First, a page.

Dublin loses Navy-Notre Dame college game to coronavirus

Talk has turned towards sport's return in recent weeks but some dominoes continue to fall.
Dublin loses Navy-Notre Dame college game to coronavirus

Talk has turned towards sport's return in recent weeks but some dominoes continue to fall.

The American football clash of Navy and Notre Dame at Dublin's Aviva Stadium had been due to to take place at the end of August but, in a move that comes as no surprise, it has now been decided that the college rivals will meet Stateside instead.

If at all, that is.

Close to 40,000 Americans were due to fly over for the Aer Lingus Classic, making it the largest ever exodus from the country for a single sporting event. Grant Thornton and Fáilte Ireland had estimated the game to be worth €80m to the Irish economy.

Such figures can be argued but this is clearly a huge loss.

“College football is one of the greatest spectacles in world sport and we had been thoroughly looking forward to welcoming Navy and Notre Dame here this summer for the first game of the Aer Lingus College Football Classic Series,” said the Taoiseach Leo Varadkar.

“Unfortunately, due to circumstances beyond our control, that is now not possible, but we hope to see both universities return to Aviva Stadium in the coming years.”

The game was due to be the first of a five-game series to be played at the Dublin venue. It will now fall to Illinois and Nebraska, due to meet at the Aviva in the autumn of 2021, to kick that bloc of games off.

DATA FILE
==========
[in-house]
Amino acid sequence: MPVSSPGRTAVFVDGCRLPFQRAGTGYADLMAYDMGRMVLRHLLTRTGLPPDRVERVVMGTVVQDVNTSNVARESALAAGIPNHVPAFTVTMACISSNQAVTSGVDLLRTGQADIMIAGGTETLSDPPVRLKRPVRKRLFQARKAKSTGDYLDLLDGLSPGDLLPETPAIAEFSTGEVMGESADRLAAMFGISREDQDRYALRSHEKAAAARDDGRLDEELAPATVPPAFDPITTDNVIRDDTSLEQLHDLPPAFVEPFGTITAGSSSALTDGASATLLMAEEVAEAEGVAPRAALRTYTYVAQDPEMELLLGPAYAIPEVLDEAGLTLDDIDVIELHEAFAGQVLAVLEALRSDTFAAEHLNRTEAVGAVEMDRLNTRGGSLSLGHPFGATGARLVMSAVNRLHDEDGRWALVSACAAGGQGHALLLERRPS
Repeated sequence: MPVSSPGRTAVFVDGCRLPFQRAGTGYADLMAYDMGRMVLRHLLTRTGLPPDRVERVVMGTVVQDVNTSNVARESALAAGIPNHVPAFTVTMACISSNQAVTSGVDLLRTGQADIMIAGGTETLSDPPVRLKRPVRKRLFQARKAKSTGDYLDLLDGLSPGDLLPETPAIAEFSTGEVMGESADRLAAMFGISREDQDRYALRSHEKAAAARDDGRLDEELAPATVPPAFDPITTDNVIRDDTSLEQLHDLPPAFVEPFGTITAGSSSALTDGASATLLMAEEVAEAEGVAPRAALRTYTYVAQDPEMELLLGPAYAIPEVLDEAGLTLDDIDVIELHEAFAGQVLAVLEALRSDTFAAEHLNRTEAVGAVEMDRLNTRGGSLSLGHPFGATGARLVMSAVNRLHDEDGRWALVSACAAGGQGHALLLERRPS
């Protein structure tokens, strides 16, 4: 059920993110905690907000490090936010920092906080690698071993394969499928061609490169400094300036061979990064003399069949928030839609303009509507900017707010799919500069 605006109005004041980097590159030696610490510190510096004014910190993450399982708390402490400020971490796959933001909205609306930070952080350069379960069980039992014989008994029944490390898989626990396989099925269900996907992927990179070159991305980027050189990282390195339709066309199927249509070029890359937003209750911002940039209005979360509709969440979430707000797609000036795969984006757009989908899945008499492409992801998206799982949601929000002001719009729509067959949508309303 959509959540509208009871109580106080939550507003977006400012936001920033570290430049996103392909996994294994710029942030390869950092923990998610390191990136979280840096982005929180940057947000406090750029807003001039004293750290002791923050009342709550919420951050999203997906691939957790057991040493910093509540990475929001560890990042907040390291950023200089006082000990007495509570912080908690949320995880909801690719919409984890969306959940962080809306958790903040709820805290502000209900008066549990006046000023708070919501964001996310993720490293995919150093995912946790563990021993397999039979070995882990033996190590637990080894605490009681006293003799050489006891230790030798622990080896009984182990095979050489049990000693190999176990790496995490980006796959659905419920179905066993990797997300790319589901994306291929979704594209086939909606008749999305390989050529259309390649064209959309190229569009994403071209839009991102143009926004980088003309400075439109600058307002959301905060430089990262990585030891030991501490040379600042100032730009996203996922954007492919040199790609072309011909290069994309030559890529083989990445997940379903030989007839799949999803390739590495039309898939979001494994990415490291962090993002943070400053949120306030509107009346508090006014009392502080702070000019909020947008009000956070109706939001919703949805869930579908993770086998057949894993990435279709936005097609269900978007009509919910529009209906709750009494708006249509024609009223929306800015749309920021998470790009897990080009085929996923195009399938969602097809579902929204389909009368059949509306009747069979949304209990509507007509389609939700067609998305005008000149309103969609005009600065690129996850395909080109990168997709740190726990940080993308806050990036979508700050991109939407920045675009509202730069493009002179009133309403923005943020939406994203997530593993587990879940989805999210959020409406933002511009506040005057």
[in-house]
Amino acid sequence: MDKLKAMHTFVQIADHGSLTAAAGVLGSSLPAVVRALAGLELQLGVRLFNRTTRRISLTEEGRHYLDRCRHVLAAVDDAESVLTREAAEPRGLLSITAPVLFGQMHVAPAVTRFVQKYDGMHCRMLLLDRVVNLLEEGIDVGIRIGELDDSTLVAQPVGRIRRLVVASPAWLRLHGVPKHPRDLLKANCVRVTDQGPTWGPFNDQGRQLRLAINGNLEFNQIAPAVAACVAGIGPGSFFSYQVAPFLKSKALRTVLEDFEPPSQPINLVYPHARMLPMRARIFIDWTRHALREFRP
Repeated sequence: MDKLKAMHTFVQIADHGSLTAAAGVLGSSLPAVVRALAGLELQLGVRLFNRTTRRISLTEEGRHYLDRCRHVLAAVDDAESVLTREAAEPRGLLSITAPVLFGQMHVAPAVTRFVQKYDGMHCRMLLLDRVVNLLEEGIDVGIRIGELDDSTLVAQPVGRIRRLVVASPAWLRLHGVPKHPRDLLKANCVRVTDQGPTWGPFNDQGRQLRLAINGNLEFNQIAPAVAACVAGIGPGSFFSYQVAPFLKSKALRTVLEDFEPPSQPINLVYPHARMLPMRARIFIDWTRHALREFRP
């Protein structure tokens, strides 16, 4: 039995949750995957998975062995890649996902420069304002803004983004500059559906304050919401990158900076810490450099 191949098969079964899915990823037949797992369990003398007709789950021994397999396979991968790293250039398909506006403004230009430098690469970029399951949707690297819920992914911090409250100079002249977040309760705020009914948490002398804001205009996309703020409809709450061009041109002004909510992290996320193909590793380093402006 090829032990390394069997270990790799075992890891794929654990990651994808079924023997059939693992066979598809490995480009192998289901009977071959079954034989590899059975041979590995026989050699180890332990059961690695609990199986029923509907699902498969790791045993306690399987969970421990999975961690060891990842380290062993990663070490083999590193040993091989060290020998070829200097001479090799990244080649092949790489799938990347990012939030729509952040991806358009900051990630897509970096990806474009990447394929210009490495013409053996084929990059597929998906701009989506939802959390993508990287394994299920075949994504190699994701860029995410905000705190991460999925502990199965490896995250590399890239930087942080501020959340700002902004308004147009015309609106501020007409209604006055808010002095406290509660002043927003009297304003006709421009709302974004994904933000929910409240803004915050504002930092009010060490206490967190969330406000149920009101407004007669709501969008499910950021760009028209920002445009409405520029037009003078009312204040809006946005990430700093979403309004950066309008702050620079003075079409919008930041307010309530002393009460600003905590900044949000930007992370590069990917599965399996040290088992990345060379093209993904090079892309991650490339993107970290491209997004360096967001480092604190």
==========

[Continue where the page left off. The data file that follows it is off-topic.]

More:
Navy and Notre Dame is the longest continuous inter-sectional rivalry in the college game and the pair had brought 35,000 fans to Dublin when they met at the Aviva in 2012. ESPN were due to host their coverage from College Green for a game slated to be the season opener.

The teams will now meet at the Navy-Marine Corps Memorial Stadium in Annapolis, as long as the pandemic doesn't dictate another change of plans, and Naval Academy Director of Athletics Chet Gladchuk noted that this is still no guarantee.

“I am expecting that we will still be able to play Notre Dame as our season opener, but there is still much to be determined by health officials and those that govern college football at large. Once we have a definitive plan in place, we will announce the specifics pertaining to the game.

“I realize many are disappointed and were looking forward to the spectacle of this event and a visit to the Emerald Isle, but I do know there is a complete understanding of why it's in our best interests to make every effort to relocate the game."

His Notre Dame counterpart, Jack Swarbrick, expressed the hope that the 'Irish' would return to Dublin again “in the not too distant future”.

Those who bought tickets for the game will be contacted by their purchase provider in the coming days.

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